The Dietary Supplement Health and Education Act is a U.S. federal law enacted in 1994 that defines dietary supplements and regulates safety and effectiveness claims. It makes manufacturers responsible for the safety of these products and protects consumers from being misled about their intended purposes. The Dietary Supplement Health and Education Act treats dietary supplements as food products subject to some of the same regulations as food.
This legislation amended a food, drug, and cosmetic law to address nutritional supplements separately. The Dietary Supplement Health and Education Act led to the formation of the Office of Dietary Supplements at the U.S. National Institutes of Health to coordinate research and report findings to the federal government. It also created a commission to review labels on dietary supplements and make recommendations to improve accuracy of information available to the public.
Under the law, manufacturers of supplements, which include herbs, extracts, vitamins, and minerals, must notify the Food and Drug Administration (FDA) of any serious adverse health effects reported by consumers. The FDA is charged with investigating these reports before removing a product from the market. When a dietary supplement manufacturer makes claims about the health benefits of a product, it must be backed by scientific evidence under the Dietary Supplement Health and Education Act. The law prohibits advertising that claims supplements can cure, prevent, or treat a certain disease or disorder. Manufacturers may explain the function of the vitamin or mineral in the human body and illustrate how the product might support, maintain, or regulate those functions.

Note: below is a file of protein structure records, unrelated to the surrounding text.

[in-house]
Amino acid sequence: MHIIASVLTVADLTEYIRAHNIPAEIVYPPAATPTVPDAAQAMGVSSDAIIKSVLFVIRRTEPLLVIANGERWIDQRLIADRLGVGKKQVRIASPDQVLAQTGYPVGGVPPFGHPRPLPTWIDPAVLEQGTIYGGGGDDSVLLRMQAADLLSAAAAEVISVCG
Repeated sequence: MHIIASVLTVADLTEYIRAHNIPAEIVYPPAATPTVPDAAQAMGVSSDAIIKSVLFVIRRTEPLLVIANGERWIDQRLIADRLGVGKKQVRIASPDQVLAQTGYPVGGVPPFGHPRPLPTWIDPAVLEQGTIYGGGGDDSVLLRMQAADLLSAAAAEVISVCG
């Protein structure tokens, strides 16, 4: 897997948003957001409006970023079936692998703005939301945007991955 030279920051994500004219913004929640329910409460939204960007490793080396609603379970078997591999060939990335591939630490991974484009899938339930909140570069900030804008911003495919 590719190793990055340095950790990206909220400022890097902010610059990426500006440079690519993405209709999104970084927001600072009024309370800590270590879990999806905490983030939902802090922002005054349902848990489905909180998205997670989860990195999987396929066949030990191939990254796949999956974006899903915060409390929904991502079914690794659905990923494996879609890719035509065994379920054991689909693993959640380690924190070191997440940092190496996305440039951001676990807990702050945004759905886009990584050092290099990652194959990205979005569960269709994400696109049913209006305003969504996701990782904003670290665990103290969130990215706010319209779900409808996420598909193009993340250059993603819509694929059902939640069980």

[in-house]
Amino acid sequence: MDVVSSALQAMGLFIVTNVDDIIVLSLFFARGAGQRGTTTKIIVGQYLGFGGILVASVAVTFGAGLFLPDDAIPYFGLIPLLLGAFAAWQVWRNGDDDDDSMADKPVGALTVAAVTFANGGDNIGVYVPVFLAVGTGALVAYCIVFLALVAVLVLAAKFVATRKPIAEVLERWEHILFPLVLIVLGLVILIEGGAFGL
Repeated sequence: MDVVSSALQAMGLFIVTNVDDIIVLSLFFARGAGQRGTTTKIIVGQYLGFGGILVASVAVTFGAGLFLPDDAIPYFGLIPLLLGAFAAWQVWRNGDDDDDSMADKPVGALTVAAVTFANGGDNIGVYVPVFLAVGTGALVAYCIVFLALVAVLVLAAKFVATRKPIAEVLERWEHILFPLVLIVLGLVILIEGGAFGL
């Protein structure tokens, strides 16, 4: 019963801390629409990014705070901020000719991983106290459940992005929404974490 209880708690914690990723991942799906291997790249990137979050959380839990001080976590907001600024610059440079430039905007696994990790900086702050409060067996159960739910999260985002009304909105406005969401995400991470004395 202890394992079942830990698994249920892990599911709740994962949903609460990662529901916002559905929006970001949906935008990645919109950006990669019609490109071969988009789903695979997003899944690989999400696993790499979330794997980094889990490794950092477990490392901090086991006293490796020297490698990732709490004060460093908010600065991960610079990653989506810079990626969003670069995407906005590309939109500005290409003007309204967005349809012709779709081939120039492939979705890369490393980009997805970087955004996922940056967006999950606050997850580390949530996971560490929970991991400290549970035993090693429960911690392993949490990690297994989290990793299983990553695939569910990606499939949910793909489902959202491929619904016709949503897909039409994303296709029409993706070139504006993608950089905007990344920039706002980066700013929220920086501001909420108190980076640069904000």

This law also changed regulations regarding labels on dietary supplements. Under the Dietary Supplement Health and Education Act, labels must contain a list of all ingredients used to make the product. These include any additives, preservatives, colors, and flavors added to the main ingredient. Labels must also include warnings if evidence points to adverse health effects in certain segments of the population, such as pregnant women.
Nutritional supplements do not need FDA approval before they are marketed and sold. The agency receives notification of any new ingredient that emerges, and statements of support that bolster the effectiveness of a supplement. The Dietary Supplement Health and Education Act requires manufacturers to notify the government by letter if they make a statement regarding the health benefits and safety of a new product. These letters become public documents available for review.